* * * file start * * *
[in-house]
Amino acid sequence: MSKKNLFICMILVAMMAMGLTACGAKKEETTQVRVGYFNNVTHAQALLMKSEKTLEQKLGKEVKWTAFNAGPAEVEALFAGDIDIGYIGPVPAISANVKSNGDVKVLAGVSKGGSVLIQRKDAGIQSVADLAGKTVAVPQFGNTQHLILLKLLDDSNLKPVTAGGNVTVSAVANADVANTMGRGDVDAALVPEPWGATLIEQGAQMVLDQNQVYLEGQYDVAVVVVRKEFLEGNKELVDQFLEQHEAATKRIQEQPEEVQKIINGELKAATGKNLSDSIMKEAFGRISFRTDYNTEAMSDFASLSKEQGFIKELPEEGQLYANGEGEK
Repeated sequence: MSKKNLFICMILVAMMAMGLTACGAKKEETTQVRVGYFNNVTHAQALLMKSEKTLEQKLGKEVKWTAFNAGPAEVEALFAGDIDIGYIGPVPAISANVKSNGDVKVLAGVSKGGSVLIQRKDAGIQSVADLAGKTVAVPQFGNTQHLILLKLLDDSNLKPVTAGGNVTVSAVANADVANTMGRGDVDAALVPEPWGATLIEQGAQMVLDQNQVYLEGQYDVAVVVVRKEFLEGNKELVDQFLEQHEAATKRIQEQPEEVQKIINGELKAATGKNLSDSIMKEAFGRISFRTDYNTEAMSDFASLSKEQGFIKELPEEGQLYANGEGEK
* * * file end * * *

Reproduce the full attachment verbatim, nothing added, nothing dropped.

[in-house]
Amino acid sequence: MSKKNLFICMILVAMMAMGLTACGAKKEETTQVRVGYFNNVTHAQALLMKSEKTLEQKLGKEVKWTAFNAGPAEVEALFAGDIDIGYIGPVPAISANVKSNGDVKVLAGVSKGGSVLIQRKDAGIQSVADLAGKTVAVPQFGNTQHLILLKLLDDSNLKPVTAGGNVTVSAVANADVANTMGRGDVDAALVPEPWGATLIEQGAQMVLDQNQVYLEGQYDVAVVVVRKEFLEGNKELVDQFLEQHEAATKRIQEQPEEVQKIINGELKAATGKNLSDSIMKEAFGRISFRTDYNTEAMSDFASLSKEQGFIKELPEEGQLYANGEGEK
Repeated sequence: MSKKNLFICMILVAMMAMGLTACGAKKEETTQVRVGYFNNVTHAQALLMKSEKTLEQKLGKEVKWTAFNAGPAEVEALFAGDIDIGYIGPVPAISANVKSNGDVKVLAGVSKGGSVLIQRKDAGIQSVADLAGKTVAVPQFGNTQHLILLKLLDDSNLKPVTAGGNVTVSAVANADVANTMGRGDVDAALVPEPWGATLIEQGAQMVLDQNQVYLEGQYDVAVVVVRKEFLEGNKELVDQFLEQHEAATKRIQEQPEEVQKIINGELKAATGKNLSDSIMKEAFGRISFRTDYNTEAMSDFASLSKEQGFIKELPEEGQLYANGEGEK